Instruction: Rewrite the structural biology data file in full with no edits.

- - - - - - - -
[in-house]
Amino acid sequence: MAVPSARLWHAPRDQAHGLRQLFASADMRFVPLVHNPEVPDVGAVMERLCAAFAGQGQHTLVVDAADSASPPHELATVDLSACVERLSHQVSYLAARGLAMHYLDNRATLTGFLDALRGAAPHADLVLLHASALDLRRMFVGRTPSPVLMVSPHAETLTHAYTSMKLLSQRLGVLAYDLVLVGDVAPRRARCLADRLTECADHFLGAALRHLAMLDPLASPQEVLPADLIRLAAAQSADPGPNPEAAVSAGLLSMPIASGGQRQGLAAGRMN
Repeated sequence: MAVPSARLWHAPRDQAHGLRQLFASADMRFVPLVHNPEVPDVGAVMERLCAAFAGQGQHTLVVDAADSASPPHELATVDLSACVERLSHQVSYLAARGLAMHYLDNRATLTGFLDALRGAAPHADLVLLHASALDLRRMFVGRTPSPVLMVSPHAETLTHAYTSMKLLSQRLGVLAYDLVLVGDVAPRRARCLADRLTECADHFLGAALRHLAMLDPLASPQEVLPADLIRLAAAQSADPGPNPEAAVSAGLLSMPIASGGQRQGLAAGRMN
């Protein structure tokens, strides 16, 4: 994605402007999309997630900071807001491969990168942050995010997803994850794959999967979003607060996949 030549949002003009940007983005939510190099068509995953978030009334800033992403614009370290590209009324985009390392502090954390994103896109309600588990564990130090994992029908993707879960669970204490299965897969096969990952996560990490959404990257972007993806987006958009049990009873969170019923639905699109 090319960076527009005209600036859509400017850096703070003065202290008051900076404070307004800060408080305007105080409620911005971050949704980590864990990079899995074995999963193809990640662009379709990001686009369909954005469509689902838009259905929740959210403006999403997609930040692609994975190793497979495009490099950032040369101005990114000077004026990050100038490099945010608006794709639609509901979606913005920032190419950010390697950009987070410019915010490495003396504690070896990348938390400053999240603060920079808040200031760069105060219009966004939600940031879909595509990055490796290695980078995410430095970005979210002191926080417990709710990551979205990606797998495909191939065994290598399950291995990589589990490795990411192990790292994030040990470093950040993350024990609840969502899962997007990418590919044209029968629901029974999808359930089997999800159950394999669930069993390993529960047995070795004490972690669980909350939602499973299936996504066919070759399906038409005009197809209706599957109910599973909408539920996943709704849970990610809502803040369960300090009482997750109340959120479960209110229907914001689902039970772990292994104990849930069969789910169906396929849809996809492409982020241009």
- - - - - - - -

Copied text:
[in-house]
Amino acid sequence: MAVPSARLWHAPRDQAHGLRQLFASADMRFVPLVHNPEVPDVGAVMERLCAAFAGQGQHTLVVDAADSASPPHELATVDLSACVERLSHQVSYLAARGLAMHYLDNRATLTGFLDALRGAAPHADLVLLHASALDLRRMFVGRTPSPVLMVSPHAETLTHAYTSMKLLSQRLGVLAYDLVLVGDVAPRRARCLADRLTECADHFLGAALRHLAMLDPLASPQEVLPADLIRLAAAQSADPGPNPEAAVSAGLLSMPIASGGQRQGLAAGRMN
Repeated sequence: MAVPSARLWHAPRDQAHGLRQLFASADMRFVPLVHNPEVPDVGAVMERLCAAFAGQGQHTLVVDAADSASPPHELATVDLSACVERLSHQVSYLAARGLAMHYLDNRATLTGFLDALRGAAPHADLVLLHASALDLRRMFVGRTPSPVLMVSPHAETLTHAYTSMKLLSQRLGVLAYDLVLVGDVAPRRARCLADRLTECADHFLGAALRHLAMLDPLASPQEVLPADLIRLAAAQSADPGPNPEAAVSAGLLSMPIASGGQRQGLAAGRMN
């Protein structure tokens, strides 16, 4: 994605402007999309997630900071807001491969990168942050995010997803994850794959999967979003607060996949 030549949002003009940007983005939510190099068509995953978030009334800033992403614009370290590209009324985009390392502090954390994103896109309600588990564990130090994992029908993707879960669970204490299965897969096969990952996560990490959404990257972007993806987006958009049990009873969170019923639905699109 090319960076527009005209600036859509400017850096703070003065202290008051900076404070307004800060408080305007105080409620911005971050949704980590864990990079899995074995999963193809990640662009379709990001686009369909954005469509689902838009259905929740959210403006999403997609930040692609994975190793497979495009490099950032040369101005990114000077004026990050100038490099945010608006794709639609509901979606913005920032190419950010390697950009987070410019915010490495003396504690070896990348938390400053999240603060920079808040200031760069105060219009966004939600940031879909595509990055490796290695980078995410430095970005979210002191926080417990709710990551979205990606797998495909191939065994290598399950291995990589589990490795990411192990790292994030040990470093950040993350024990609840969502899962997007990418590919044209029968629901029974999808359930089997999800159950394999669930069993390993529960047995070795004490972690669980909350939602499973299936996504066919070759399906038409005009197809209706599957109910599973909408539920996943709704849970990610809502803040369960300090009482997750109340959120479960209110229907914001689902039970772990292994104990849930069969789910169906396929849809996809492409982020241009």